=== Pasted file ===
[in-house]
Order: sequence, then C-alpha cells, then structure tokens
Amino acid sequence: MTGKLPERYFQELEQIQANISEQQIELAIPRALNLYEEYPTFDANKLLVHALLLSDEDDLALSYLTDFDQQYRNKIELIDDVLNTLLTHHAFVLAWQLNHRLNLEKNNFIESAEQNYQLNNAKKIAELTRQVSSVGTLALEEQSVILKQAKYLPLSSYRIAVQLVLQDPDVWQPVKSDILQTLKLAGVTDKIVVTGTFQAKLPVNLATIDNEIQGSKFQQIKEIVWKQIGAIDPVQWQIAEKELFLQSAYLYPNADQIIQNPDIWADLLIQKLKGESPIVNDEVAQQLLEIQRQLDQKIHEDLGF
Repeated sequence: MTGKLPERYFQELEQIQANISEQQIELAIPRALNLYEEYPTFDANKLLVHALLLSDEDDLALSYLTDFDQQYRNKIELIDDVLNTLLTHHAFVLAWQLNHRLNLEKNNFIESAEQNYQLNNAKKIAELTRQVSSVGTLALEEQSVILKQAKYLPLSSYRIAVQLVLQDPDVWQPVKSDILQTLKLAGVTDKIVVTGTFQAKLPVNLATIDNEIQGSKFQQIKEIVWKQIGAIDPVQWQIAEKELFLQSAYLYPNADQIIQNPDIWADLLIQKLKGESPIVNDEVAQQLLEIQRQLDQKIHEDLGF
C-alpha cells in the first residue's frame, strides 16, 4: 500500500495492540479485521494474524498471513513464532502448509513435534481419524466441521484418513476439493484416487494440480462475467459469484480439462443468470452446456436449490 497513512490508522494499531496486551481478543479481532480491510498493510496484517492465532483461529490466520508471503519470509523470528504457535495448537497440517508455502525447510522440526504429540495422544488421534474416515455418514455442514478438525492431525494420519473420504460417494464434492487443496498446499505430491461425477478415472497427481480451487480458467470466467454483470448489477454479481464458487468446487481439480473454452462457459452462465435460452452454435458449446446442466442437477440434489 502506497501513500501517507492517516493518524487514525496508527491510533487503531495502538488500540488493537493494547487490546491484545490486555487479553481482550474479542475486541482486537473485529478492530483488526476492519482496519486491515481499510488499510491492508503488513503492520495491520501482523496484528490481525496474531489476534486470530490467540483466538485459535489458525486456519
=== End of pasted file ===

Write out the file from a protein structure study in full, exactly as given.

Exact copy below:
[in-house]
Order: sequence, then C-alpha cells, then structure tokens
Amino acid sequence: MTGKLPERYFQELEQIQANISEQQIELAIPRALNLYEEYPTFDANKLLVHALLLSDEDDLALSYLTDFDQQYRNKIELIDDVLNTLLTHHAFVLAWQLNHRLNLEKNNFIESAEQNYQLNNAKKIAELTRQVSSVGTLALEEQSVILKQAKYLPLSSYRIAVQLVLQDPDVWQPVKSDILQTLKLAGVTDKIVVTGTFQAKLPVNLATIDNEIQGSKFQQIKEIVWKQIGAIDPVQWQIAEKELFLQSAYLYPNADQIIQNPDIWADLLIQKLKGESPIVNDEVAQQLLEIQRQLDQKIHEDLGF
Repeated sequence: MTGKLPERYFQELEQIQANISEQQIELAIPRALNLYEEYPTFDANKLLVHALLLSDEDDLALSYLTDFDQQYRNKIELIDDVLNTLLTHHAFVLAWQLNHRLNLEKNNFIESAEQNYQLNNAKKIAELTRQVSSVGTLALEEQSVILKQAKYLPLSSYRIAVQLVLQDPDVWQPVKSDILQTLKLAGVTDKIVVTGTFQAKLPVNLATIDNEIQGSKFQQIKEIVWKQIGAIDPVQWQIAEKELFLQSAYLYPNADQIIQNPDIWADLLIQKLKGESPIVNDEVAQQLLEIQRQLDQKIHEDLGF
C-alpha cells in the first residue's frame, strides 16, 4: 500500500495492540479485521494474524498471513513464532502448509513435534481419524466441521484418513476439493484416487494440480462475467459469484480439462443468470452446456436449490 497513512490508522494499531496486551481478543479481532480491510498493510496484517492465532483461529490466520508471503519470509523470528504457535495448537497440517508455502525447510522440526504429540495422544488421534474416515455418514455442514478438525492431525494420519473420504460417494464434492487443496498446499505430491461425477478415472497427481480451487480458467470466467454483470448489477454479481464458487468446487481439480473454452462457459452462465435460452452454435458449446446442466442437477440434489 502506497501513500501517507492517516493518524487514525496508527491510533487503531495502538488500540488493537493494547487490546491484545490486555487479553481482550474479542475486541482486537473485529478492530483488526476492519482496519486491515481499510488499510491492508503488513503492520495491520501482523496484528490481525496474531489476534486470530490467540483466538485459535489458525486456519